Institute:Office of National Coordinator (ONC) Workforce Training Curriculum
Component:Introduction to Health Care and Public Health in the U.S.
Unit:Delivering Health Care - Part 1
Lecture:Long-term Care Facilities
Slide content:Legal and Ethical Issues Patients may/may not be able to make decisions Family may not be available; patient may need legal guardian Patient has right to participate in important decisions Long term care facilities have ethical/legal obligations 21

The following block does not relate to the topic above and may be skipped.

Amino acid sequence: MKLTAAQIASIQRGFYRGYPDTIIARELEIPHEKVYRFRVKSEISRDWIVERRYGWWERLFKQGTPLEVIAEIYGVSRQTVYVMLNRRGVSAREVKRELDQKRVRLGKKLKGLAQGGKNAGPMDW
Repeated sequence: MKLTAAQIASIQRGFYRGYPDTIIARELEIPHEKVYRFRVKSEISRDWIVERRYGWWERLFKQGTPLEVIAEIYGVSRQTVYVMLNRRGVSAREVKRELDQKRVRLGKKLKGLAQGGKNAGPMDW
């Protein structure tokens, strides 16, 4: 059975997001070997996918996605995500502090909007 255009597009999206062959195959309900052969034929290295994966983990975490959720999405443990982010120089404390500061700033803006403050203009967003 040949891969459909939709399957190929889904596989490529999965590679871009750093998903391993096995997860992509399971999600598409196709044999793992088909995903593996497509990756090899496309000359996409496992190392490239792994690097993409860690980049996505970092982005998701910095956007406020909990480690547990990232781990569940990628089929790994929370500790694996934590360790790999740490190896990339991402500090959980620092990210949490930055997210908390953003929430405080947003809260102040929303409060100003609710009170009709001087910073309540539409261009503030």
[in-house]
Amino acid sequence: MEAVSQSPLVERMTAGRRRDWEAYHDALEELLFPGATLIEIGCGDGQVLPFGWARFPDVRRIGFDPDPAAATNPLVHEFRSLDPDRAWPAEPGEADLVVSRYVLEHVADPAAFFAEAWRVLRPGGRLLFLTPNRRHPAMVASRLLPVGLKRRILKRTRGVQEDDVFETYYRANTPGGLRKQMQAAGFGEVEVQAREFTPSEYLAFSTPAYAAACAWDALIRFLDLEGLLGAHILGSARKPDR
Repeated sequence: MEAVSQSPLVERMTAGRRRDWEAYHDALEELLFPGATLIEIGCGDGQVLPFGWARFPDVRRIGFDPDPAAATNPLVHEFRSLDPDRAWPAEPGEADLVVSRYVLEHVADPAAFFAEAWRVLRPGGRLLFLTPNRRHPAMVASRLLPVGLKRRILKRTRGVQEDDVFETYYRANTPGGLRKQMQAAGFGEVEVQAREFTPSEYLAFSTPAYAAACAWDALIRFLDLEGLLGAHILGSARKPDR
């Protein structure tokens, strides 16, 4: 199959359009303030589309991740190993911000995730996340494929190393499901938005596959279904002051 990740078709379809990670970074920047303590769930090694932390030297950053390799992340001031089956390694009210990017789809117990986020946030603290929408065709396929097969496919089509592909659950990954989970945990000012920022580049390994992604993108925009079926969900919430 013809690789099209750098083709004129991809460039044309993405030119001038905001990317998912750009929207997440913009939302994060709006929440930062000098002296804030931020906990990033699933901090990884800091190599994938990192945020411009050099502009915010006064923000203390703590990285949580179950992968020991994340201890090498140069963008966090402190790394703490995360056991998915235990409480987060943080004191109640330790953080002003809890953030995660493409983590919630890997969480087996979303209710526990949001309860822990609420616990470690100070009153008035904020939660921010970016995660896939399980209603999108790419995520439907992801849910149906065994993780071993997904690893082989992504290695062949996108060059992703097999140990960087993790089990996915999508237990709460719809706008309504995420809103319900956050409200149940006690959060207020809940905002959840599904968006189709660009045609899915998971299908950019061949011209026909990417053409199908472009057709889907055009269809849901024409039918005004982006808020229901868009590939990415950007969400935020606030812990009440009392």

Slide notes:End-of-life care and long-term care involve unique ethical and legal issues. Most important, older patients may have conditions such as dementia or cognitive difficulty that leave them unable to make medical decisions. If support from family members is not available, a guardian may have to be legally appointed. All patients have the rights of self-determination and decision making if they are capable. This includes the right to participate in decisions about long-term care placement and the right to refuse treatment. An important concept in medicine is informed consent, or giving permission for treatment after understanding the risks and benefits. All adults should make sure they have certain legal documents in place to let others know their wishes. Advance directives and living wills detail the medical care a person would want if he or she were incapacitated. A do-not-resuscitate order, or DNR , prevents the use of cardiopulmonary resuscitation or other extreme measures in cases of cardiac arrest. A power of attorney for health care is a document that designates another person to make medical decisions. Long-term care facilities have ethical and legal obligations to abide by patients wishes. 21